A worker wearing an apron and a cloth facial mask
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Second study finds COVID-19 protection at work is linked with workers' mental health

Levels of anxiety and depression are higher when workers feel they lack COVID-19 protection on the job. That's according to a study of Canadian workers not in health-care, a second in a pair of studies conducted by the Institute for Work & Health (IWH) and Occupational Health Clinics for Ontario Workers (OHCOW) in the early months of the pandemic. Mental health was even poorer among essential workers who said they had no protection at work than among those who had lost their jobs since the start of the pandemic, according to this second study.

Illustration of three workers, two of whom are smoking
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Infographic: Cannabis use at work since 2018 legalization

How have trends in cannabis use changed among workers in Canada since the substance was legalized for recreational purposes in 2018? Findings from the first two surveys of an ongoing IWH project on this question are now available in an infographic.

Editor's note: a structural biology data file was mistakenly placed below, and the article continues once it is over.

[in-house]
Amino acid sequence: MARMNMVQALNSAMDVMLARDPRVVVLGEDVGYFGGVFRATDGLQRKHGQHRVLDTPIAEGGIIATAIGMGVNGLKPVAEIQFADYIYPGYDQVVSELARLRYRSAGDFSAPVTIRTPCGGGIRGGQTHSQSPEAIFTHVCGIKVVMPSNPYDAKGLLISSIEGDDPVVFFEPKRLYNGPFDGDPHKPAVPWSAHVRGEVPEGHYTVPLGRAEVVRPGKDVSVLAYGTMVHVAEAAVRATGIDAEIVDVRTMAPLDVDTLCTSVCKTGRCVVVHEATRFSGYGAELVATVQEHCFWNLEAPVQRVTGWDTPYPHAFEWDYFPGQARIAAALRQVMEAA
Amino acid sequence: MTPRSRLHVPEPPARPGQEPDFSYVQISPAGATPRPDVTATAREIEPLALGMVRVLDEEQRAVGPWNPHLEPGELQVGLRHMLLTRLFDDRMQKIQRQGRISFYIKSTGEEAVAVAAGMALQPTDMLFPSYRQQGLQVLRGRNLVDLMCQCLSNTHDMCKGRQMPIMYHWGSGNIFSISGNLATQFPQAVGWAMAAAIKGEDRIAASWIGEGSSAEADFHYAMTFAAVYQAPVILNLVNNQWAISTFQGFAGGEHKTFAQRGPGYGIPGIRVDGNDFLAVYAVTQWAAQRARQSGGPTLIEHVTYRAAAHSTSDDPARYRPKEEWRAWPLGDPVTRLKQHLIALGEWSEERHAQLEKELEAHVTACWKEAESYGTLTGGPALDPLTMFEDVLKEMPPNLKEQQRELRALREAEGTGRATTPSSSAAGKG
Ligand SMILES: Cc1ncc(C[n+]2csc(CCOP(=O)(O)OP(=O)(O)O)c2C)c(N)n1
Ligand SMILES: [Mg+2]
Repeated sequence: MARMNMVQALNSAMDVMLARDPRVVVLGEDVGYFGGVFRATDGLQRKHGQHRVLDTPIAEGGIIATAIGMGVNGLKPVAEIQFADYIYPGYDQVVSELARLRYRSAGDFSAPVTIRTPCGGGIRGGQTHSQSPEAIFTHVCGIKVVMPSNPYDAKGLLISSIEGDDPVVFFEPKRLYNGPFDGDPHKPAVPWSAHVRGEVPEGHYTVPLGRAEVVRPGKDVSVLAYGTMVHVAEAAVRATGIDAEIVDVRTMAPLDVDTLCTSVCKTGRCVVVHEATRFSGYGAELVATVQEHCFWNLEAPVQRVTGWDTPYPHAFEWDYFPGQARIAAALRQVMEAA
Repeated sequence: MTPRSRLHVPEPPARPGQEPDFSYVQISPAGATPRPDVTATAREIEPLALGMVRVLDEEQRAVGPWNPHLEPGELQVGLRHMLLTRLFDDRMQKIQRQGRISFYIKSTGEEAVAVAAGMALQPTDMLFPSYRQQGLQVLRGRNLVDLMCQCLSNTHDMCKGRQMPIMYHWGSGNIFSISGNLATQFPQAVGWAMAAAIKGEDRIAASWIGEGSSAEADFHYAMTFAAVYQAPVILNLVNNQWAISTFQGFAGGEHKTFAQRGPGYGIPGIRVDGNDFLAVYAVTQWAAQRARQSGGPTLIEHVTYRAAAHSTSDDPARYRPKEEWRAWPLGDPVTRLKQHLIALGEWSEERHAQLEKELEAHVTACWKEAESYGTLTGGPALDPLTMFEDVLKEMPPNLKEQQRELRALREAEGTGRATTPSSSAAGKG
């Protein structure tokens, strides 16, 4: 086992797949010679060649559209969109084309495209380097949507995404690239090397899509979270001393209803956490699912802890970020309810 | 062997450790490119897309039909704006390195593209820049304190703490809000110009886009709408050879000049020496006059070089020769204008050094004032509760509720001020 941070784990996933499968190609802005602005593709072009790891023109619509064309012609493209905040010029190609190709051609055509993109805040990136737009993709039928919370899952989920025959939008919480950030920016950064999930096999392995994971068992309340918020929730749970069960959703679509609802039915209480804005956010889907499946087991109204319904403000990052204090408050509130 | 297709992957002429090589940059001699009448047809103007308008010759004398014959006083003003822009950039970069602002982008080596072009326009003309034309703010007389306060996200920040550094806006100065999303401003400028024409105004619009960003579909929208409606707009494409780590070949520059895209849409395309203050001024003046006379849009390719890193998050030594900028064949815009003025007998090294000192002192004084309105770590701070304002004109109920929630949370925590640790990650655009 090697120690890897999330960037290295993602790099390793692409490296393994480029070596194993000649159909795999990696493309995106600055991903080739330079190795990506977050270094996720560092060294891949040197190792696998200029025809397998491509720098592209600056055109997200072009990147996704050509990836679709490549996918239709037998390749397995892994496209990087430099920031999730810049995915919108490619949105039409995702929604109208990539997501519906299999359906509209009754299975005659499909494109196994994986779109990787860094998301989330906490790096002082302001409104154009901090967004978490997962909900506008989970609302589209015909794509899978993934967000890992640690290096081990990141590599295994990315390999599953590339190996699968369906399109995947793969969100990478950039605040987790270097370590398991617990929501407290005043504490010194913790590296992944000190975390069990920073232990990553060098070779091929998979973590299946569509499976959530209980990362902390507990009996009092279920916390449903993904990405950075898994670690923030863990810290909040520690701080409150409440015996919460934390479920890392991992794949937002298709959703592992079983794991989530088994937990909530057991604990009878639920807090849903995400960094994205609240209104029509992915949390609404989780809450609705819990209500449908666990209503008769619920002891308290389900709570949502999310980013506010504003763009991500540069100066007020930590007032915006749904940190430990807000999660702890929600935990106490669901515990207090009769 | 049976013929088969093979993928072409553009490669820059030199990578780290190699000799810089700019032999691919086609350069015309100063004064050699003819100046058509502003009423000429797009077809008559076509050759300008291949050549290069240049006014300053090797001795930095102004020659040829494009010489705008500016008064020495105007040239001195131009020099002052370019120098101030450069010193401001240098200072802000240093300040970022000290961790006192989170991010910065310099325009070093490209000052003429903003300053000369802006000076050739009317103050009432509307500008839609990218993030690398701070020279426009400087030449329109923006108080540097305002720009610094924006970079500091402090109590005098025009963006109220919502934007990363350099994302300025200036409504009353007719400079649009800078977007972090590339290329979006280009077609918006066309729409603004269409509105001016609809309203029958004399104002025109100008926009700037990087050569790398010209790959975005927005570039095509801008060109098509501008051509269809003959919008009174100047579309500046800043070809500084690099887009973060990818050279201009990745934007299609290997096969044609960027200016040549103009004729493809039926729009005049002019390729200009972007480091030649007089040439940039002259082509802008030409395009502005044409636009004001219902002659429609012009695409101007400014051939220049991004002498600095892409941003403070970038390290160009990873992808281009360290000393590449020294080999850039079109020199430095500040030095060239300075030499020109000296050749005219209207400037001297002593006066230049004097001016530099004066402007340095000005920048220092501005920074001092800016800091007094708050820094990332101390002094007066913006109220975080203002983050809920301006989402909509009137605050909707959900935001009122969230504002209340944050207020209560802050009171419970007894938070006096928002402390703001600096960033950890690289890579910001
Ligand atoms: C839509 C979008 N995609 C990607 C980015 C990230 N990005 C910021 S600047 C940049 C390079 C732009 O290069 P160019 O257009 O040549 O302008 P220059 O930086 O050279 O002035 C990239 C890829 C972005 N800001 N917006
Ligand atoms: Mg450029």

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Now accepting applications for the Mustard and Syme fellowships

Two fellowship programs at the Institute for Work & Health are now accepting applications. The post-doctoral Mustard Fellowship in Work and Health, a two-year appointment for researchers at the post-doctoral level, is open until Friday, December 4. Applications are also being accepted for the S. Leonard Syme Training Fellowship in Work and Health, aimed at early-career researchers at the master's or doctoral level. The deadline for this program is Friday, November 27. Details on submission criteria are on our Opportunities page.